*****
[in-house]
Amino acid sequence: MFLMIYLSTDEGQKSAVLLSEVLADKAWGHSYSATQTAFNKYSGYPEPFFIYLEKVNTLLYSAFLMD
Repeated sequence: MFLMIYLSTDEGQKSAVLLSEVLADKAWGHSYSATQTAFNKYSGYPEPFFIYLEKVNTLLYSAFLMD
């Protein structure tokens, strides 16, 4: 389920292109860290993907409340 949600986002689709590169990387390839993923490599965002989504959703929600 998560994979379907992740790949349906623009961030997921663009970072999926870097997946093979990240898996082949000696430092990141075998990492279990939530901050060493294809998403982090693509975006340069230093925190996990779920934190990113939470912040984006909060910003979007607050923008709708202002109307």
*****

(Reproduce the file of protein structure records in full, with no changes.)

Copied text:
[in-house]
Amino acid sequence: MFLMIYLSTDEGQKSAVLLSEVLADKAWGHSYSATQTAFNKYSGYPEPFFIYLEKVNTLLYSAFLMD
Repeated sequence: MFLMIYLSTDEGQKSAVLLSEVLADKAWGHSYSATQTAFNKYSGYPEPFFIYLEKVNTLLYSAFLMD
């Protein structure tokens, strides 16, 4: 389920292109860290993907409340 949600986002689709590169990387390839993923490599965002989504959703929600 998560994979379907992740790949349906623009961030997921663009970072999926870097997946093979990240898996082949000696430092990141075998990492279990939530901050060493294809998403982090693509975006340069230093925190996990779920934190990113939470912040984006909060910003979007607050923008709708202002109307």